Struggling up a muddy hill was not really my idea of a start to Sunday morning stroll, but it did not prove to be that bad in the end. The hill was not as steep as I had originally feared either, which I was rather glad of as I had neglected to bring my walking stick out with me on this occasion! The muddy trail in question was taking us away from Cassiobury park and the Ironbridge Lock on the Grand Union Canal and the path in question was to take us to Croxley Green.
As we reached the top of the hill, the path came out of the trees and out into the open. Despite being early November, the sun was shining and in fact felt lovely warm! The stretch of grass that we could see before us was in fact part of a golf course. I have been across a few golf courses in the past and I hoped that the path was not going to prove to be very difficult. As we walked further along, the path looked more like a track which was to lead us straight across the golf course. There were no footpath markers on the course but then again the footpath was quite easy to make out! Because of the lovely sunshine the course was extremely busy so it was rather daunting to walk across to say the least, I was particularly concerned about flying golf balls I am not sure I would have heard if any golfers shouted any warnings!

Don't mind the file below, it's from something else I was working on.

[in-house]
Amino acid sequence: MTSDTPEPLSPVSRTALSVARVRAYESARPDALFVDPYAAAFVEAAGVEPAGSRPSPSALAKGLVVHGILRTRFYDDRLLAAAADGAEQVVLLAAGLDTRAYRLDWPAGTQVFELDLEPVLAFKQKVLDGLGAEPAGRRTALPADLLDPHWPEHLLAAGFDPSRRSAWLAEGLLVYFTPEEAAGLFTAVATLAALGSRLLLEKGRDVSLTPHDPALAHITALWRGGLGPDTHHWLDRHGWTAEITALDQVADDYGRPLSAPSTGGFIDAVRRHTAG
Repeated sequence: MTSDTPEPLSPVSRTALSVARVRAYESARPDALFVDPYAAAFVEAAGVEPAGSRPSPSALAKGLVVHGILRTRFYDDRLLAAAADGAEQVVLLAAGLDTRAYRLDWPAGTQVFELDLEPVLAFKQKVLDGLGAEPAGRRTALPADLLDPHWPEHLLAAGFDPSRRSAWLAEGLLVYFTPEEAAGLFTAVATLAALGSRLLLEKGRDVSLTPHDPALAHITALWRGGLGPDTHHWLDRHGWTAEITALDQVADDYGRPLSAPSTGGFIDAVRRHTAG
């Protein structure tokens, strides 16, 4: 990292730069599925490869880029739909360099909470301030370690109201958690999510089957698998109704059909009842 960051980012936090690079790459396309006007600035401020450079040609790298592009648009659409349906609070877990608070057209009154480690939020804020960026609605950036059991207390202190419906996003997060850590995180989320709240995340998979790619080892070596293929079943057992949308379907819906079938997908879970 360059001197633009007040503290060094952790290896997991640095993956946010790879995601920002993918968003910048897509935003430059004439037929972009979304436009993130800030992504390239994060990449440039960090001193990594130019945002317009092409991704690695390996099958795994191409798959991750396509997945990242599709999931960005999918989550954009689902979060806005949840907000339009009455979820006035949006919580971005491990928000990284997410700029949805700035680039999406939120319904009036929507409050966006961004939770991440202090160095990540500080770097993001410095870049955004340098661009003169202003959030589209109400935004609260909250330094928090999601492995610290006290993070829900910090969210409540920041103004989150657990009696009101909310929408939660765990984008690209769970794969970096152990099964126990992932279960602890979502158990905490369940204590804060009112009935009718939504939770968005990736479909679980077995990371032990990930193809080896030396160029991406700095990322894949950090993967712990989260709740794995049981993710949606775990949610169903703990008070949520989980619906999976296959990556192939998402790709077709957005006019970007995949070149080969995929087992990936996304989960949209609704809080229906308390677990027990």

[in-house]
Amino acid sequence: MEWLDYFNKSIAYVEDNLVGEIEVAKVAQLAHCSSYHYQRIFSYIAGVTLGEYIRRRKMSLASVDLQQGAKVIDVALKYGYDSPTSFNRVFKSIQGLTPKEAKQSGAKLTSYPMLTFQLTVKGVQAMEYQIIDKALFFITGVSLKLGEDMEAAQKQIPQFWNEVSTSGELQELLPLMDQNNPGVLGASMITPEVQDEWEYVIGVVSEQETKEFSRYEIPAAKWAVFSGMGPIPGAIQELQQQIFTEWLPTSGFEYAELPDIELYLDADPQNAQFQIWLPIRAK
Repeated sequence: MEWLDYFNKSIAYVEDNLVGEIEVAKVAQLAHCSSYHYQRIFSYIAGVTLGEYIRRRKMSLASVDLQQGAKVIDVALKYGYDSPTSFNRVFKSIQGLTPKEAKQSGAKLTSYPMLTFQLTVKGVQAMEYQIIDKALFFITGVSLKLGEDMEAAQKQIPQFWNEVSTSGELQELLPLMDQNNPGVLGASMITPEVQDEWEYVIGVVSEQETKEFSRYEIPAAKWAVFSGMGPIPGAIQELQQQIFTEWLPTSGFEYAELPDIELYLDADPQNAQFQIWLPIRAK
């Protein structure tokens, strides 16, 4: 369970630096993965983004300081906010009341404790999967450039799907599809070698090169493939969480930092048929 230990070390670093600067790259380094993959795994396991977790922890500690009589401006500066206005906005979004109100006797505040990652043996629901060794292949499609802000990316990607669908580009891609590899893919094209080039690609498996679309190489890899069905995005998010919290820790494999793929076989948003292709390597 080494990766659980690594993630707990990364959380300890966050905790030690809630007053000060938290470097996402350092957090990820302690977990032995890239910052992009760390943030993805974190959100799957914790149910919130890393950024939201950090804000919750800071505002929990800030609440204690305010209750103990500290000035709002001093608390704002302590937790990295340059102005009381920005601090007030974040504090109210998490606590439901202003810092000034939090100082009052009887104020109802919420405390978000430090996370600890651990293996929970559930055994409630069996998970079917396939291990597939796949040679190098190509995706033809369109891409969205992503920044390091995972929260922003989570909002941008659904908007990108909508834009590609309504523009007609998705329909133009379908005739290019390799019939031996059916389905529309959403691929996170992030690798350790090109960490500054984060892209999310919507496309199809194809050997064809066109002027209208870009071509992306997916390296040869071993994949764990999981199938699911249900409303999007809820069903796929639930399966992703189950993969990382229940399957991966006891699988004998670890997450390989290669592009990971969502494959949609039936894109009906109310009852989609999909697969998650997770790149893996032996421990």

|From 2012 – 11.11.2012 Cassiobury Park – Croxley Green Walk|
As we reached the other side of the Golf Course, I looked over my shoulder to look at the golfers and I could see that they were really enjoying both there game and the weather. The Golf Course in question is part of the “West Herts Golf Club”, which was founded in 1897 and during it’s beginning it included members such as the prime minister of England, A.J. Balfour in 1901. Bernard Darwin said of the course in 1910
“A fine day at Cassiobury comes within a measurable distance of heaven”
With the sky being so blue, the sun shining high in the sky and the trees gentle waving the winter breeze I could definitely sense a little of what the gentleman was saying. I assume from climbing the hill earlier, that the course is reasonably high and is rewarded some great views but with all the trees that now surround the course we were not able to enjoy any of these :-(. Therefore, I could not capture only a glimpse of what Mr Darwin meant about being “…within a “measurable distance of heaven” just how nice the day was on the golf course!
The footpath was soon to lead us out of the Golf Course and onto “Rousebarn Lane”. It was here that we were faced with a choice either continue our route across the fields or walk along lane. As we were a little unsure whether the footpath across the fields would lead us to Croxley Green we decided to walk along the lane and look for route which might lead us there. We reached a junction a little further up where we turned off, which we both hoped would take us to where we were going! It took us past a residential area and past some large cottages and Tudor shaped buildings. Strangely the area behind these buildings had been all fenced off, so I decided to peer through the metal fencing as I was very curious…